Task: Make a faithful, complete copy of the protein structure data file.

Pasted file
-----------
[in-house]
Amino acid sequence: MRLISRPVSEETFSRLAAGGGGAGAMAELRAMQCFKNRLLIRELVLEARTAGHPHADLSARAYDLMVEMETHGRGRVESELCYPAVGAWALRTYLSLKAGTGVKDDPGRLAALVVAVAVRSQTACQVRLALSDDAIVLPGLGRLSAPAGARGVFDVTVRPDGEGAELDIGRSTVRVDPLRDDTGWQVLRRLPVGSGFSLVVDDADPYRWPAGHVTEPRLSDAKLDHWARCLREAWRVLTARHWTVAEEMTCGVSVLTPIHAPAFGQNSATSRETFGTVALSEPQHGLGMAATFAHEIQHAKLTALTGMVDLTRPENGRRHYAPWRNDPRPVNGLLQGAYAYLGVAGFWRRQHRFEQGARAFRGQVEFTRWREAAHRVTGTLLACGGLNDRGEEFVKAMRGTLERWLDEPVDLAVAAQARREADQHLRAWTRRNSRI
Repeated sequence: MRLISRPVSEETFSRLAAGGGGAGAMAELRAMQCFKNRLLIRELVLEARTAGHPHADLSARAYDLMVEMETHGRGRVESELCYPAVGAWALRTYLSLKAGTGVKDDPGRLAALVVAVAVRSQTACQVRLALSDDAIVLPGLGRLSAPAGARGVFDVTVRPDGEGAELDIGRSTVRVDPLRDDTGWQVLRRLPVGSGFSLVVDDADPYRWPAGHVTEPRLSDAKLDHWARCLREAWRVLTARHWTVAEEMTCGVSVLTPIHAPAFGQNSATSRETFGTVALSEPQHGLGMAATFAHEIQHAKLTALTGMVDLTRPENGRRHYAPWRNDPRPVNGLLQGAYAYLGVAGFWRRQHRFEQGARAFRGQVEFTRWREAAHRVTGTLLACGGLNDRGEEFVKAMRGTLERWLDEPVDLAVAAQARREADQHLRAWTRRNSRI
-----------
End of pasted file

[in-house]
Amino acid sequence: MRLISRPVSEETFSRLAAGGGGAGAMAELRAMQCFKNRLLIRELVLEARTAGHPHADLSARAYDLMVEMETHGRGRVESELCYPAVGAWALRTYLSLKAGTGVKDDPGRLAALVVAVAVRSQTACQVRLALSDDAIVLPGLGRLSAPAGARGVFDVTVRPDGEGAELDIGRSTVRVDPLRDDTGWQVLRRLPVGSGFSLVVDDADPYRWPAGHVTEPRLSDAKLDHWARCLREAWRVLTARHWTVAEEMTCGVSVLTPIHAPAFGQNSATSRETFGTVALSEPQHGLGMAATFAHEIQHAKLTALTGMVDLTRPENGRRHYAPWRNDPRPVNGLLQGAYAYLGVAGFWRRQHRFEQGARAFRGQVEFTRWREAAHRVTGTLLACGGLNDRGEEFVKAMRGTLERWLDEPVDLAVAAQARREADQHLRAWTRRNSRI
Repeated sequence: MRLISRPVSEETFSRLAAGGGGAGAMAELRAMQCFKNRLLIRELVLEARTAGHPHADLSARAYDLMVEMETHGRGRVESELCYPAVGAWALRTYLSLKAGTGVKDDPGRLAALVVAVAVRSQTACQVRLALSDDAIVLPGLGRLSAPAGARGVFDVTVRPDGEGAELDIGRSTVRVDPLRDDTGWQVLRRLPVGSGFSLVVDDADPYRWPAGHVTEPRLSDAKLDHWARCLREAWRVLTARHWTVAEEMTCGVSVLTPIHAPAFGQNSATSRETFGTVALSEPQHGLGMAATFAHEIQHAKLTALTGMVDLTRPENGRRHYAPWRNDPRPVNGLLQGAYAYLGVAGFWRRQHRFEQGARAFRGQVEFTRWREAAHRVTGTLLACGGLNDRGEEFVKAMRGTLERWLDEPVDLAVAAQARREADQHLRAWTRRNSRI